Speed Demon’s twin-turbo big-block engine in detail

Inside the 3100hp, twin-turbo big-block Chev that recently made George Poteet's Speed Demon Streamliner the fastest piston-powered vehicle on land

Photographers: Marlan Davis, Steve Watt, Ken Duttweiler

GEORGE Poteet and his Speed Demon streamliner set the land speed racing world on fire at this year’s Southern California Timing Association (SCTA) Speed Week, becoming the world’s fastest piston-powered vehicle on land with a two-way average of 470.016mph (756km/h).

This article was first published in the November 2020 issue of Street Machine

In doing so, he broke the two-way, top-speed, wheel-driven internal combustion engine mark of 448.757mph set in 2018 by Danny Thompson in his refurbished 50-year-old Challenger II, which ran two normally aspirated nitro-fuelled Chrysler Hemis.

As cool as that accolade was, what Poteet and his team were really interested in was adding to their collection of SCTA blown fuel streamliner class records. Going into Speed Week, the team already held six records using a variety of engines, including small-block Chev, LS-based, a four-cylinder Dodge and a Ford flathead.

The missing record was AA/BFS, which mandates a 501ci or larger engine (or engines), which the team had never run. That’s big-block territory. The record had been stuck at 417mph since 2004 when it was last set by Tom Burkland’s all-wheel-drive streamliner running two supercharged Generation II Chrysler Hemis on alcohol.

Poteet’s solution was a 3155hp, Ken Duttweiler-built, electronically managed, twin-turbo 557ci big-block Chevy. Let’s check it out!


ENGINE builder Ken Duttweiler had avoided using a big-block Chev ‘rat’ motor in Speed Demon in the past. “We didn’t think a big-block Chevy would fit between the Speed Demon’s narrow frame-rail width,” he says. But these days, conventional asymmetrical intake-port Dart big-block heads are good enough to support the kind of boosted airflow necessary to do the job, making extreme, tall-runner, symmetrical-port Big Chief Pro Stock-level heads no longer necessary.

aluminium heads

Dart’s PRO1 20° cast-aluminium heads are intended for large-displacement rat motors running 8000rpm or higher in NA, nitrous or big boost applications. The intake ports retain an asymmetrical rectangular profile, but the 0.500in raised port entrances measure 2.600in tall by 1.850in wide. The 451cc, CNC-ported intake runner volume is the largest in the PRO1 series. Photo: Dart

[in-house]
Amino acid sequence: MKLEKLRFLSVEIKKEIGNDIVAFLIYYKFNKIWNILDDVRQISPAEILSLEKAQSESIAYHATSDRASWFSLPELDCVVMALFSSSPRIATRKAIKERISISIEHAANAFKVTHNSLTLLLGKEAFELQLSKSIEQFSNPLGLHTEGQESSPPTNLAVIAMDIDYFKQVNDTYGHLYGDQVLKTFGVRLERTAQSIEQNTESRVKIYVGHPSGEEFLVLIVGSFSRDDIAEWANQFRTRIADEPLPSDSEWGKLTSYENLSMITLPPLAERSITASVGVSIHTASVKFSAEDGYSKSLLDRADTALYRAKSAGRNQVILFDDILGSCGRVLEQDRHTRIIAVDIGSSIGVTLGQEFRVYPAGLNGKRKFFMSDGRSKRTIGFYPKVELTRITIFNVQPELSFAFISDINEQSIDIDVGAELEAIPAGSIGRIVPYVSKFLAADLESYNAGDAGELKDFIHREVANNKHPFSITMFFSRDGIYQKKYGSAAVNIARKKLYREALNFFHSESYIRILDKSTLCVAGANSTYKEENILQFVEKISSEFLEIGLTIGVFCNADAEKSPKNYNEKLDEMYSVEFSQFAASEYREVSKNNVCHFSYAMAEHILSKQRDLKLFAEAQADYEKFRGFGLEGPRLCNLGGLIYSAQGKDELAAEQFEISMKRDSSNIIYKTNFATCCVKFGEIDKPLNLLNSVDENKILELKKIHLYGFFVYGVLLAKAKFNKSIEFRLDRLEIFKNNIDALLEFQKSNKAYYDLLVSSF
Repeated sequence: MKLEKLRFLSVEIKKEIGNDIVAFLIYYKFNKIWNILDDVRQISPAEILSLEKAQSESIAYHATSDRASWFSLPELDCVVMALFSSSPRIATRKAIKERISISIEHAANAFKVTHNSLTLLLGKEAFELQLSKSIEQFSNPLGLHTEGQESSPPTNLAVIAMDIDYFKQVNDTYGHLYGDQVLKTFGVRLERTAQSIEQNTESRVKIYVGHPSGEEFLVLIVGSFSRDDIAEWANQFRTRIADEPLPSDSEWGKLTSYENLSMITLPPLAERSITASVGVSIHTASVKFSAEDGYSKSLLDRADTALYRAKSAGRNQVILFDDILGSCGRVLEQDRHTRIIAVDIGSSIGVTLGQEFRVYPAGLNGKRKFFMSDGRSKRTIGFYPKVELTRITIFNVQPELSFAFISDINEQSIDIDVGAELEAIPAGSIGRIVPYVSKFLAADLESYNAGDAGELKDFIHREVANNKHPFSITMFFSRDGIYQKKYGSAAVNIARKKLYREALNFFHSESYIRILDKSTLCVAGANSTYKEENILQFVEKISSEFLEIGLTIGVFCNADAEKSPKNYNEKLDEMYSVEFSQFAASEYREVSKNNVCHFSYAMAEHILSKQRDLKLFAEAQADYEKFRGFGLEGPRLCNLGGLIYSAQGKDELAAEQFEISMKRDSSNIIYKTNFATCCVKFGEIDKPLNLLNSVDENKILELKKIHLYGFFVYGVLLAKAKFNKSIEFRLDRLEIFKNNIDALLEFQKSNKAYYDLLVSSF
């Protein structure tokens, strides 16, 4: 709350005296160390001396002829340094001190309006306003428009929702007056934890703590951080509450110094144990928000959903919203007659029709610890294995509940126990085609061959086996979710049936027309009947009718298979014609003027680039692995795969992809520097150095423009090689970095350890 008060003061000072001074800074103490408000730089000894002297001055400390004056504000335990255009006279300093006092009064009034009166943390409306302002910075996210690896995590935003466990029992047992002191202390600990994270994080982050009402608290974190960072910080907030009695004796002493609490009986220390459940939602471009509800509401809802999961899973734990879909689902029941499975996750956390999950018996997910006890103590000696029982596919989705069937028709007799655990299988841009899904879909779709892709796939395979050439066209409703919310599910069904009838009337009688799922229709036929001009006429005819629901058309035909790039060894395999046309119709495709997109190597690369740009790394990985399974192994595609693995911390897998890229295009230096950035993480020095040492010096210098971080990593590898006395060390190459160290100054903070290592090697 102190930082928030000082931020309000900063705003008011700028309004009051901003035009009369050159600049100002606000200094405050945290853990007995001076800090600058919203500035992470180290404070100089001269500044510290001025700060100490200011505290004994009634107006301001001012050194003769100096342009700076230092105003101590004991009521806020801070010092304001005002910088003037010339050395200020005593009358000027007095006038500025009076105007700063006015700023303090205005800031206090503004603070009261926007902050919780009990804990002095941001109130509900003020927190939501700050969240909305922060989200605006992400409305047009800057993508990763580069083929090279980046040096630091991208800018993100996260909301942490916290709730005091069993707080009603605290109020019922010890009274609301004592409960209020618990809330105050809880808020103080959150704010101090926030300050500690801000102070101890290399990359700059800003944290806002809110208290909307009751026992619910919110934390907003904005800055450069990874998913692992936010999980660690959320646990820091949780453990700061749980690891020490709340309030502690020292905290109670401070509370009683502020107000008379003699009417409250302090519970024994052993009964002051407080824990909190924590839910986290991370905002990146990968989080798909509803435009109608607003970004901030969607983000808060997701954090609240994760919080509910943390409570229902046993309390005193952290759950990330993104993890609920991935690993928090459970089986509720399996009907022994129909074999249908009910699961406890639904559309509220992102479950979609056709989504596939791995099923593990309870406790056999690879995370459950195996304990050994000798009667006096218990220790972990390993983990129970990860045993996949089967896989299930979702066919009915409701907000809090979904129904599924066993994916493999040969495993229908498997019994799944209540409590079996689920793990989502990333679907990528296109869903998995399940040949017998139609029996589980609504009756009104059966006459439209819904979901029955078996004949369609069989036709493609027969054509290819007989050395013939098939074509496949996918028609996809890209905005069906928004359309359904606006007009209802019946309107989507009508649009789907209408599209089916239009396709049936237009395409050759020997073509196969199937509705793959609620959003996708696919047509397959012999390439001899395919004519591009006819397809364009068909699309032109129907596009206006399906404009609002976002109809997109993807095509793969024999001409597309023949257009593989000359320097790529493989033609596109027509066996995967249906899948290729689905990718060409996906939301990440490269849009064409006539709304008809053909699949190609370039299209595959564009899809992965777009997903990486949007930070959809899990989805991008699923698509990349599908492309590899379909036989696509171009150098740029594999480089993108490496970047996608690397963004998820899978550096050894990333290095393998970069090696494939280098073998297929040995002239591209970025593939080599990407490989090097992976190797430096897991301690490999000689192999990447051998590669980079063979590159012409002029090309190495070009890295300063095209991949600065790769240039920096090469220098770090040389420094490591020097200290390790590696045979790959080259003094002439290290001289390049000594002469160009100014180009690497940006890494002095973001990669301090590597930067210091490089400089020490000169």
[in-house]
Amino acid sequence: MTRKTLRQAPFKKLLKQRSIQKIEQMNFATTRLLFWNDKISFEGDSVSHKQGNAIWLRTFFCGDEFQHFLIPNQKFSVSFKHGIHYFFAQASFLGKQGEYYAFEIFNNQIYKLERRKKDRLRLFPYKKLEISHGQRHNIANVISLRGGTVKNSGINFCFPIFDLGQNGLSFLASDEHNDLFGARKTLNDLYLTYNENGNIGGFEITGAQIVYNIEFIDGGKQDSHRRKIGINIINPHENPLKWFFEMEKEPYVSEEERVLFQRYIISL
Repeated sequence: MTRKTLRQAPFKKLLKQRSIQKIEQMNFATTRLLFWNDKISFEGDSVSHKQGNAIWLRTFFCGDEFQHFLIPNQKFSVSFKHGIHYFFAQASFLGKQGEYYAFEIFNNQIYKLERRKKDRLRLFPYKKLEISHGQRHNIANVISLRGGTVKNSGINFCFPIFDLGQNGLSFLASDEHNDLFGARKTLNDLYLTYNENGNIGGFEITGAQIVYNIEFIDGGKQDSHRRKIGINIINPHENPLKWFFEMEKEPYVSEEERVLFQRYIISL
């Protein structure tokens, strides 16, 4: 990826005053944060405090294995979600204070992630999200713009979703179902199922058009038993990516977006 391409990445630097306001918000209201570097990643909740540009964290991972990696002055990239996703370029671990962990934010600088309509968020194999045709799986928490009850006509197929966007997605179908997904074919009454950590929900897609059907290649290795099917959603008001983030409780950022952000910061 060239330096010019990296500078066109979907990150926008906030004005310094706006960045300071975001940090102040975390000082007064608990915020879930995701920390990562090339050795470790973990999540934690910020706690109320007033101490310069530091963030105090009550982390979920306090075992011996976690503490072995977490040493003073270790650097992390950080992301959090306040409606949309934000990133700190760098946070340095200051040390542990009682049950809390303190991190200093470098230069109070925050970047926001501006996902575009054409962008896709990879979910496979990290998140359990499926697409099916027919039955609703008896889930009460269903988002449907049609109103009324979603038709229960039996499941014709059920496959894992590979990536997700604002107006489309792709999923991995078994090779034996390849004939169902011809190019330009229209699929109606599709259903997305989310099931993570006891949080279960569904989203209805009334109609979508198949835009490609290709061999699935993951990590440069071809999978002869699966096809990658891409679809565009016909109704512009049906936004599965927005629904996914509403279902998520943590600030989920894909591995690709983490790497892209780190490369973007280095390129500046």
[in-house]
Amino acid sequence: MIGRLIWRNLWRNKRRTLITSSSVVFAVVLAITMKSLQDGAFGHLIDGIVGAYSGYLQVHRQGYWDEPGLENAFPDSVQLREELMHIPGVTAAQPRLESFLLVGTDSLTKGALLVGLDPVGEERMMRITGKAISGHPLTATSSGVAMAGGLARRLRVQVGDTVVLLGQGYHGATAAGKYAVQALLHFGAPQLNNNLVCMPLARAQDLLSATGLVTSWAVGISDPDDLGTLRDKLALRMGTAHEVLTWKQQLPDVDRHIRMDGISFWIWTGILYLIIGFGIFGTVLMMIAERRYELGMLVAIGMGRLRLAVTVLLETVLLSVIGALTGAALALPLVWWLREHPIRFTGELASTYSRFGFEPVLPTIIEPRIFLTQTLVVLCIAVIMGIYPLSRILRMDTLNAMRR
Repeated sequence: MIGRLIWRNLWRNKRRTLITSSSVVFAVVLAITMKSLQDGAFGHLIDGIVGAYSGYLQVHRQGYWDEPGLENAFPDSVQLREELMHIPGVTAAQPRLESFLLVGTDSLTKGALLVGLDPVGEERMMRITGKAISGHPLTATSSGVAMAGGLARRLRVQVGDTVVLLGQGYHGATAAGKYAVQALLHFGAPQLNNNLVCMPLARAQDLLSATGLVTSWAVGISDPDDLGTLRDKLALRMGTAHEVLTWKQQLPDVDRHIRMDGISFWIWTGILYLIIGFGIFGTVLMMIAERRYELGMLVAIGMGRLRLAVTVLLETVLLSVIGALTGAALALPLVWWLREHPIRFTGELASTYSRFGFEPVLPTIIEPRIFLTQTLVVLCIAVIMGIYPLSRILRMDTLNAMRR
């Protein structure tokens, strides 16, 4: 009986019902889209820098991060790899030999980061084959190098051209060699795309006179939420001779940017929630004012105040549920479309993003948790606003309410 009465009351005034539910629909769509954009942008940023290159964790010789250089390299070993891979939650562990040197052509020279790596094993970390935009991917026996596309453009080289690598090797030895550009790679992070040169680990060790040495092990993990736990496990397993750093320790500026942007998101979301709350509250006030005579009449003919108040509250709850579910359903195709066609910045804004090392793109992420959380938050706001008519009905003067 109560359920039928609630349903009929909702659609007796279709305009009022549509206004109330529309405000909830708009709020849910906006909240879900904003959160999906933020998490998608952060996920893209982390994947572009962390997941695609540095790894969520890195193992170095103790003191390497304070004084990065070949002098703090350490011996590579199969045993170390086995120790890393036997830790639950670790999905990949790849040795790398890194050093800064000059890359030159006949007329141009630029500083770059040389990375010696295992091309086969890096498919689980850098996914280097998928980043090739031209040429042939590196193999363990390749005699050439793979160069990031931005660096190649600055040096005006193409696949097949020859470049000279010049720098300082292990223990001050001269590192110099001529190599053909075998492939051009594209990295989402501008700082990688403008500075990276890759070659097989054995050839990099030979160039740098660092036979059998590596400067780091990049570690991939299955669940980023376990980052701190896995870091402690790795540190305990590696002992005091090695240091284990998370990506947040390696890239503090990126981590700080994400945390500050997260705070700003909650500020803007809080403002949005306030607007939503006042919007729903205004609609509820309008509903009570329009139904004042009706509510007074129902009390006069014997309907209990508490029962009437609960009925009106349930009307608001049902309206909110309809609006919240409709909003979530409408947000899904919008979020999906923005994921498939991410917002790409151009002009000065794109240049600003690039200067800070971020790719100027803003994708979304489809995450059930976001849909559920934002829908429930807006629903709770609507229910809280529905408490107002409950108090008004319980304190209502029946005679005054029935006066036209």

With lower-profile heads, the big-block mill was able to squeeze between Speed Demon’s existing frame rails and bolt up to the front engine-mounting plate. However, a BBC is one inch longer than a traditional small-block, so the crew moved the Liberty seven-speed trans back to make room for it. If the team elects to tune up some of the lower-class small-block records it already owns, the smaller-displacement small-block Chev and LS engines in the team’s arsenal can fit the revised layout by adding a rear spacer plate.

With the body panels removed, this is the new big-block installed in Speed Demon. It’s so clean, it reminds one of classic piston-engined World War II liquid-cooled fighter aircraft. Well, except for the modern electronic controls. Note the rear-facing throttlebody inlet. Not an inch of wasted space here


DART’S Big M iron blocks use billet-steel, four-bolt main caps with splayed outer bolts, and feature the Gen VI big-block’s 0.300in-taller lifter bores. Duttweiler is using the standard Chevy passenger-car deck-height block delivered with 4.560in bores (which Duttweiler finished to 4.565). Production side-engine mount provisions, a mechanical fuel pump boss and a standard Chevy oil filter mount come standard on these blocks, but Duttweiler specified some additional options: He had Dart machine all the cam journals to 55mm, the same as modern LS engines (stock big-block cam journals range from 53.848mm to 54.356mm). “I like the big LS journals,” he says. “We can have a little larger cam base circle, making for a more rigid billet cam even with extreme lobe lifts.”

Visible in the valley are the oversized bushed lifter bores that accept Jesel keyed lifters, and an anti-debris plate installed by Duttweiler over the oil drain-back slots that prevents any upper-end parts failures from falling into the rotating assembly

For greater strength, Duttweiler special-ordered the block with Dart’s $2000-extra, compacted graphite iron (CGI) alloy block-casting option. Recommended for turbocharged, supercharged and nitrous oxide applications, this alloy doubles the casting’s strength compared to conventional iron blocks, without adding weight.

The engine is based around a Dart Big M Mark IV iron block with siamesed cylinder walls, available from Dart in two different deck heights (passenger-car 9.800in or the raised ‘truck’-style’s 10.200in). As-delivered bore sizes range from 4.25in all the way up to 4.600in. Photo: Dart


RIGIDITY and dependability are paramount for triumphing at Bonneville. Rotating weight is not as critical as structural integrity when an engine needs to make thousands of horsepower but has five miles to get there.

Dart’s Big M blocks come with extra lifter-valley head-stud bosses (arrows), which help head gasket retention. But Duttweiler also machined the block and heads with receiver grooves around each cylinder for Visner Flame Hoops, then installed the heads using ARP Custom Age 625+ head studs that take higher torque for greater clamping force

For the crankshaft, Duttweiler says a four-inch stroke (which yields a 524ci engine with the 4.565in bore) would have been sufficient, but as it turned out, Callies had a 4.25in billet-steel crank just about ready to go. With the bigger arm, the engine displacement topped out at 556.5ci. “We don’t have to rpm really high – not over 9000 – so that extra quarter-inch stroke is not a real liability here,” Ken explains.

“To get the weight we wanted and add strength, Auto Verdi thickened up the conrod,” Duttweiler says. “With ARP Custom Age 625+ capscrews – 290,000psi tensile strength – we could get the clamp load we needed with 7/16in rod bolts instead of going with larger, heavier half-inch bolts”